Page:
Plastic bottles and cans took over glass bottles as the drink holder of choice for beverage distributors in the late '50s. 
Plastic bottles and cans took over glass bottles as the drink holder of choice for beverage distributors in the late '50s.  - 
Listen To The Story
Marketplace

It's Earth Day, but before we talk about recycling glass, Carl Zimring, author of the book, "Cash for Your Trash," suggests we start here: "The first question to ask is, 'how much glass is being produced to be disposed of as a product?'"

Way back when, glass wasn't so much recycled as it was reused, like with bottled milk.

"So that when you were done with the bottle, you would give it back to the dairy, which would wash it and then fill it with more milk," he says. Zimring says in the late 50s, beverage distributors started using bottles that were designed to be used once. Glass bottles were heavy, expensive, and expensive to transport. And they broke. So, Coke in plastic bottles and beer in cans took over.

"And that was absolutely deliberate to change the responsibility from the producer to the consumer," he says.

Zimring says manufacturers from that point on had no incentive to care about what happened to glass once it left their distributors. Ten states enacted deposit laws by 1986, but he says the beverage industry lobbied hard against more. Only Hawaii has enacted a deposit law since.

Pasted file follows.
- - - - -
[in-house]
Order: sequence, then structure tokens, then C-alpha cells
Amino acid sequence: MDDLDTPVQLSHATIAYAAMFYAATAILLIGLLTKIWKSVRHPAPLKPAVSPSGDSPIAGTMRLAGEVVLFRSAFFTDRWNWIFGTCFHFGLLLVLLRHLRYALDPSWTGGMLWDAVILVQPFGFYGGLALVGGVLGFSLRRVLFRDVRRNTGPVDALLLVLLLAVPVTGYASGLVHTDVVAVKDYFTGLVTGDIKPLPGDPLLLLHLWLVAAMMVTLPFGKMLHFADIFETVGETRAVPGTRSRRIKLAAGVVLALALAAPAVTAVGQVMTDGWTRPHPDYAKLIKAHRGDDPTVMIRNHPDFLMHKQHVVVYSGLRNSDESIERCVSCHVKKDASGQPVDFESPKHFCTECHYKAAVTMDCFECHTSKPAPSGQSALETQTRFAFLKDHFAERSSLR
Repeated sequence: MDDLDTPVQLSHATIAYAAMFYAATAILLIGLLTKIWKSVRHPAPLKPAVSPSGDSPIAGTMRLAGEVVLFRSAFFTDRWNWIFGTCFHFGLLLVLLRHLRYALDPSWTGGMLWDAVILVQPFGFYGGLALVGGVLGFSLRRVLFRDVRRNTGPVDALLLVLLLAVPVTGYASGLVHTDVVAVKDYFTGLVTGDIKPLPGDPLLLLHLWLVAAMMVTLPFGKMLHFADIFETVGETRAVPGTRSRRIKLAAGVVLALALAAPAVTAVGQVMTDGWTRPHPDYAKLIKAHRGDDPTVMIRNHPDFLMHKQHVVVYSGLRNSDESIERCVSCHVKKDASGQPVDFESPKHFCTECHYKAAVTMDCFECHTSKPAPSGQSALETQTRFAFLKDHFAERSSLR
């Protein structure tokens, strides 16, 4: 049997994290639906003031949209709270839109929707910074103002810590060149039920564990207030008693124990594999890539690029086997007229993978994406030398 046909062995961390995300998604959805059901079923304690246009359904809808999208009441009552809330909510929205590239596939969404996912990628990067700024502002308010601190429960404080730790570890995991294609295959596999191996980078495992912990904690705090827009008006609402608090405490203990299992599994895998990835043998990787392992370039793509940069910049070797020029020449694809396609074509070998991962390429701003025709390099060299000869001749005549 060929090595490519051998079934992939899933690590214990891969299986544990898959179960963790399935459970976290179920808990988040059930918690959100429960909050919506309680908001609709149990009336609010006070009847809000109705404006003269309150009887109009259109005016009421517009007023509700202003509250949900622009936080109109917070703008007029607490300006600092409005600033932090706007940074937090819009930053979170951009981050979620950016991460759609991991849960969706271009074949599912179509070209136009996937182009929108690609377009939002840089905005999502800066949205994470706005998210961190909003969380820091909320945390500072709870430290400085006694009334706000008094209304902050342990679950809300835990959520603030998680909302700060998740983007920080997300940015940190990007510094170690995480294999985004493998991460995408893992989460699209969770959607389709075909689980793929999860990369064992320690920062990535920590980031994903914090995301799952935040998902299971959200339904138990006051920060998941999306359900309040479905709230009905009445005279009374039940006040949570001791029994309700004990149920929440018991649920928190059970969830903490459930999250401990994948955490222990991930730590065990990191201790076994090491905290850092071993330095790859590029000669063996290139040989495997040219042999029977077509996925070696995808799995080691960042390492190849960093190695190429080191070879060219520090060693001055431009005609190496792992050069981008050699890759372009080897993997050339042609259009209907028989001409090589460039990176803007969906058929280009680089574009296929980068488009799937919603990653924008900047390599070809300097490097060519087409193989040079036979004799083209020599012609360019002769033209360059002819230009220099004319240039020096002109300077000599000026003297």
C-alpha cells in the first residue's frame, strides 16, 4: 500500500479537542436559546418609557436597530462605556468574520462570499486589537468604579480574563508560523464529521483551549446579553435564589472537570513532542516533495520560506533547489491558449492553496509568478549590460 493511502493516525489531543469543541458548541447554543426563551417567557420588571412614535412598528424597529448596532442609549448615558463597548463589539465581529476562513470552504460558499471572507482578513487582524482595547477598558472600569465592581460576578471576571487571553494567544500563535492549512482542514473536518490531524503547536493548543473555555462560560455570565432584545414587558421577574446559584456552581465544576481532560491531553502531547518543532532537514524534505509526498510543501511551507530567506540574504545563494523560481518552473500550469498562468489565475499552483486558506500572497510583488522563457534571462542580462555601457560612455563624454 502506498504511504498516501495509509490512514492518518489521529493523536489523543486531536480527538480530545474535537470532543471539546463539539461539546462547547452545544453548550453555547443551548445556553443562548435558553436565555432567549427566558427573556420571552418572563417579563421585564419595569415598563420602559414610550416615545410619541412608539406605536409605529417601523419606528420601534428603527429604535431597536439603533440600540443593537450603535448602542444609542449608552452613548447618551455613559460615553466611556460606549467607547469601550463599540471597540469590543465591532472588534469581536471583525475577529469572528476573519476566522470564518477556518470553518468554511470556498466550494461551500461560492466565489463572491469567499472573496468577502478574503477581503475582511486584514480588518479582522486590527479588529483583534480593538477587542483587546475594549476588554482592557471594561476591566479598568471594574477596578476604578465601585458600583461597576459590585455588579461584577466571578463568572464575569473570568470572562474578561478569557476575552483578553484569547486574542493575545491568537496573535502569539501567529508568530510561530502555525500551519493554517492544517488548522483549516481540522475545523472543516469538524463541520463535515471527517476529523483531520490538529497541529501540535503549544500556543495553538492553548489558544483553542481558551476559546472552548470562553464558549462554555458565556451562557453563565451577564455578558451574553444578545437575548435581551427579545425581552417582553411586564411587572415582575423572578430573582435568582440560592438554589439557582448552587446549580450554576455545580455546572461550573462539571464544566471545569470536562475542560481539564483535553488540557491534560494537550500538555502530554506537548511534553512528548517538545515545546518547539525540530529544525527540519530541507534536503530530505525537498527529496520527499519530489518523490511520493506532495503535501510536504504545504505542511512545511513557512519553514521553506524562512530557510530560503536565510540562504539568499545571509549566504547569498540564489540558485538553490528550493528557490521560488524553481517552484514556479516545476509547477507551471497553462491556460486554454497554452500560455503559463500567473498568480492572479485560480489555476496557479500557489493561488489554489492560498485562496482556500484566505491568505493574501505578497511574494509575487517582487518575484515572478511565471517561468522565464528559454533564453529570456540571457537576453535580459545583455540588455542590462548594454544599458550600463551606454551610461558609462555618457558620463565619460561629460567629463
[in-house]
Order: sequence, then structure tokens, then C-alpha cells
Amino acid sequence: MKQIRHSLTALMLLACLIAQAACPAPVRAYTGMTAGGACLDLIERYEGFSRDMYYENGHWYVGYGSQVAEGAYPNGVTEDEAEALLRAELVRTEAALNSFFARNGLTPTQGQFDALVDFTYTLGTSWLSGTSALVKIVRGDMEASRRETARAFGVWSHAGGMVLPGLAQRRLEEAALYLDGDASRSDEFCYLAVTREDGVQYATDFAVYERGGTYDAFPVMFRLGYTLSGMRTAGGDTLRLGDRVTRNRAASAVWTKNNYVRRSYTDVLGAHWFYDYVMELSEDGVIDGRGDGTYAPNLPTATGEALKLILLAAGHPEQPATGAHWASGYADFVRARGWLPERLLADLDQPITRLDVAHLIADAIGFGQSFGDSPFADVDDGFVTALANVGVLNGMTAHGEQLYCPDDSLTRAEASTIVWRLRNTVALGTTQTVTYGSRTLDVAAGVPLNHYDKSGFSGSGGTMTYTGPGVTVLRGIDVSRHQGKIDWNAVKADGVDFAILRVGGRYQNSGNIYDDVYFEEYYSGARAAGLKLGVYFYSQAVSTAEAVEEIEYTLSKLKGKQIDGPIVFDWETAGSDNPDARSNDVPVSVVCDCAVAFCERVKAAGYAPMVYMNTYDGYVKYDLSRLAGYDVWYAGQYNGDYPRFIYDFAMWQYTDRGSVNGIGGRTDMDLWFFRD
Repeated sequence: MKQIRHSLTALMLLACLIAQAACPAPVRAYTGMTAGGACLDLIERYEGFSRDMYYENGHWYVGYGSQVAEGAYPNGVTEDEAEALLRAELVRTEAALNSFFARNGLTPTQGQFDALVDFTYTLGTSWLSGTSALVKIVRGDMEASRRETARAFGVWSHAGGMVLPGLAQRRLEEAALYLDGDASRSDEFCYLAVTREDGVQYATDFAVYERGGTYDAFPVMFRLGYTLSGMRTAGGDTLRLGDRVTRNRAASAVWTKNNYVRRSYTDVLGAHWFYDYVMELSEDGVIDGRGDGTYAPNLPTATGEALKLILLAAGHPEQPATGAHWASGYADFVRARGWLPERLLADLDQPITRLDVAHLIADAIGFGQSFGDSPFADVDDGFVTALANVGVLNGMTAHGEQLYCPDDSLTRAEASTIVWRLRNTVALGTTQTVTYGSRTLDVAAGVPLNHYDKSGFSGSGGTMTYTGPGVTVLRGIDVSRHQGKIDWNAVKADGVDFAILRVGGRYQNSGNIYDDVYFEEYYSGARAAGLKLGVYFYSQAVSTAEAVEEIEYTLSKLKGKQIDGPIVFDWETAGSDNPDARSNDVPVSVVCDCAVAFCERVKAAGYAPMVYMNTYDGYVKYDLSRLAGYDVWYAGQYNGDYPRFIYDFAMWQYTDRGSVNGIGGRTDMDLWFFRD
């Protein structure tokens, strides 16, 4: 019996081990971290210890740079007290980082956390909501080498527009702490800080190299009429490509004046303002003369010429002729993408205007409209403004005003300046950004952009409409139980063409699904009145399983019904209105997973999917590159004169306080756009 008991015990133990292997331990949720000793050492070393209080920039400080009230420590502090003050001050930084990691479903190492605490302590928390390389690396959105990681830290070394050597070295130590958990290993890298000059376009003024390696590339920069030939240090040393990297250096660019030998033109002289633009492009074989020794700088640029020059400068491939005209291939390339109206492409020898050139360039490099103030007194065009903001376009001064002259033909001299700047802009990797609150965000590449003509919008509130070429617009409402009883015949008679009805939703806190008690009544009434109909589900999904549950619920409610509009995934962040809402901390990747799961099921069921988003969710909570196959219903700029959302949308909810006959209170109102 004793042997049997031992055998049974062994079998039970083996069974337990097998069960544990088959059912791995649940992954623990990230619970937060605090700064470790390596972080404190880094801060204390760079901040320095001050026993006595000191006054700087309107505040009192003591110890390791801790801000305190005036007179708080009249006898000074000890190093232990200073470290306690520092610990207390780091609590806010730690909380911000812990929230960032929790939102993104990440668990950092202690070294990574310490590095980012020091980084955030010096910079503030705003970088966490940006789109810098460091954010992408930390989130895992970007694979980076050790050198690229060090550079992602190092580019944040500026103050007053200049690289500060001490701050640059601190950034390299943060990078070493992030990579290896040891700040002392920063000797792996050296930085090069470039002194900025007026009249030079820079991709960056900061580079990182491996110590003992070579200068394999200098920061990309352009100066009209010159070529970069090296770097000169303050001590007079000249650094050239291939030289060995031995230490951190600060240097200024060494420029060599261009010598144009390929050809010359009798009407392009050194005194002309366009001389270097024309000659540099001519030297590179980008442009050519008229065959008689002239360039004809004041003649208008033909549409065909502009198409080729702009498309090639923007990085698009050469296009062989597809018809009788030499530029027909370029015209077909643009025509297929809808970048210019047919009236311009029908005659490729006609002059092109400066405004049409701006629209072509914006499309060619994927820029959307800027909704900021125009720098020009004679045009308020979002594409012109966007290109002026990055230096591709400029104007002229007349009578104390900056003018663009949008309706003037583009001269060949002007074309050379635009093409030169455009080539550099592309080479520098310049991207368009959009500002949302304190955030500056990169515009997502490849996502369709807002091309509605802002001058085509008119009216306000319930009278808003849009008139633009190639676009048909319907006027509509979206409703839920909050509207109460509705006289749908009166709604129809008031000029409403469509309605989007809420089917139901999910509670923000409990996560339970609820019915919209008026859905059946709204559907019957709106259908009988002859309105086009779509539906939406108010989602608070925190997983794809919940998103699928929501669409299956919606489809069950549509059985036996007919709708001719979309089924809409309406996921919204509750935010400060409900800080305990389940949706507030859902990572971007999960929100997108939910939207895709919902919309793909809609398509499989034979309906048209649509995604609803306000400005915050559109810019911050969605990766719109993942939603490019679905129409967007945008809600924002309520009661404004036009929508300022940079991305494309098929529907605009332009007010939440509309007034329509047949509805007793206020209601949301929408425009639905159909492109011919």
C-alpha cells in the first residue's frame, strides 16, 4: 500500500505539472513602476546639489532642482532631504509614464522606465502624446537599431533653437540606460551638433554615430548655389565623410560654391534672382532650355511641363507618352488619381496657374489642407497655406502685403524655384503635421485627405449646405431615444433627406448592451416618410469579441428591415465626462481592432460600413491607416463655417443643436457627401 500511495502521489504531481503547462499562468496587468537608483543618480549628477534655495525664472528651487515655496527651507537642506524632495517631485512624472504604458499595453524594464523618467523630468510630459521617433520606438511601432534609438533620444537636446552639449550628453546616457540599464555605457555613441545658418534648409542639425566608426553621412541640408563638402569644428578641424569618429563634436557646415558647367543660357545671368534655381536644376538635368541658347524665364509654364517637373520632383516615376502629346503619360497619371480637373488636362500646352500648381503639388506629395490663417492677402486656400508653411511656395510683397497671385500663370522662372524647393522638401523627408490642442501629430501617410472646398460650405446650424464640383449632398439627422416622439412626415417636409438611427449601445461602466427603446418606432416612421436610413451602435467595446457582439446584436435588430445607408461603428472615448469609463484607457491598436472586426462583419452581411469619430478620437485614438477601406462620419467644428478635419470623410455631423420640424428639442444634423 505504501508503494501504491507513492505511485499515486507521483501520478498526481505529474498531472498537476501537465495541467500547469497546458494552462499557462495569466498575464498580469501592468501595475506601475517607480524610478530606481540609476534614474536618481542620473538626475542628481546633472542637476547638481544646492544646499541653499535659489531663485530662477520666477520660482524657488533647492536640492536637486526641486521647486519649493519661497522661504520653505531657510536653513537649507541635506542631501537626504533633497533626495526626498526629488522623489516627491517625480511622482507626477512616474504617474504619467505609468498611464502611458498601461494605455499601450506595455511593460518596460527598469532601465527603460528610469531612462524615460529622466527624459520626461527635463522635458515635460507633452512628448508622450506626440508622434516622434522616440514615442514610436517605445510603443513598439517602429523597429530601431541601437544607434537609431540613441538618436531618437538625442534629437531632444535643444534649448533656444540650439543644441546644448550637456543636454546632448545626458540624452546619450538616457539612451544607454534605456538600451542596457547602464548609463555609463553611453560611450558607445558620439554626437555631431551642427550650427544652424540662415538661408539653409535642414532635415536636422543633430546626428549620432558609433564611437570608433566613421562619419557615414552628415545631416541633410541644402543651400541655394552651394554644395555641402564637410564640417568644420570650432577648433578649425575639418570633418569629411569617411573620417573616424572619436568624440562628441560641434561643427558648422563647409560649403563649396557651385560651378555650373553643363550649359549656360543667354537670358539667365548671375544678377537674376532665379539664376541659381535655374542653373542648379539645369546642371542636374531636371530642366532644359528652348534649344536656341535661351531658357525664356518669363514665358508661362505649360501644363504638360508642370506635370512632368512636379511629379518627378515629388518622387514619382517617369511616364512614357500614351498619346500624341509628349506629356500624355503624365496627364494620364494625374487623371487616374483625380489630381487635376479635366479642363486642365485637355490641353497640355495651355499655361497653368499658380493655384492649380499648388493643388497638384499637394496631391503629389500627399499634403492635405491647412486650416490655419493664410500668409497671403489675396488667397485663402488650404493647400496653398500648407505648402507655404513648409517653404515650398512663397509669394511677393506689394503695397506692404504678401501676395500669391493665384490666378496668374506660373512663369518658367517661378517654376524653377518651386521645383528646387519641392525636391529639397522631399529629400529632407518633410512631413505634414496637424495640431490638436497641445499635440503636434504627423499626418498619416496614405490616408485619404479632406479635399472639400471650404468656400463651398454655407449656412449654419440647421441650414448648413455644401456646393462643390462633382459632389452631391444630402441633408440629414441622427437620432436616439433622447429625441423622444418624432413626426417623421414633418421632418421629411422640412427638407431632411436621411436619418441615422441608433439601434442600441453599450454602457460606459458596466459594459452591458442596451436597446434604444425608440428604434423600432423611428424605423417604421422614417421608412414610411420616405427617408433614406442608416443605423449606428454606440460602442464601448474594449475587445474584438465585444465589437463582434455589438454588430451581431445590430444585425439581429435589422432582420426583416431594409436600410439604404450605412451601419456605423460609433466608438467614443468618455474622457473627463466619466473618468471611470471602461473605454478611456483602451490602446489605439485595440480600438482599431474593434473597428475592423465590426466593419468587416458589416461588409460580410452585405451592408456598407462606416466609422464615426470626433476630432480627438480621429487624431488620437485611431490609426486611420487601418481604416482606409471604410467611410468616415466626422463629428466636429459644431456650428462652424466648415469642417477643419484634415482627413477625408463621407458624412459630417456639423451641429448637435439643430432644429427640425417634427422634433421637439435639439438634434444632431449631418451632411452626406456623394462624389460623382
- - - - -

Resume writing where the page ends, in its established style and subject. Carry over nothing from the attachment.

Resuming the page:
Passing the buck — or in this case, the bottle — is just how manufacturers like it, according to Michael Munger, who teaches political science and economics at Duke.

"As soon as they make something, the packaging as well as the product belongs to someone else," Munger says.

Even with recycling, that someone else often turns out to be the landfill.


Correction: A previous version of this story incorrectly described bottle-deposit legislation. Ten states adopted deposit laws in the 1970s and 1980s. Only one additional state, Hawaii, has enacted a law since 1986. The text has been corrected.

“I think the best compliment I can give is not to say how much your programs have taught me (a ton), but how much Marketplace has motivated me to go out and teach myself.” – Michael in Arlington, VA

As a nonprofit news organization, what matters to us is the same thing that matters to you: being a source for trustworthy, independent news that makes people smarter about business and the economy. So if Marketplace has helped you understand the economy better, make more informed financial decisions or just encouraged you to think differently, we’re asking you to give a little something back.

Become a Marketplace Investor today – in whatever amount is right for you – and keep public service journalism strong. We’re grateful for your support.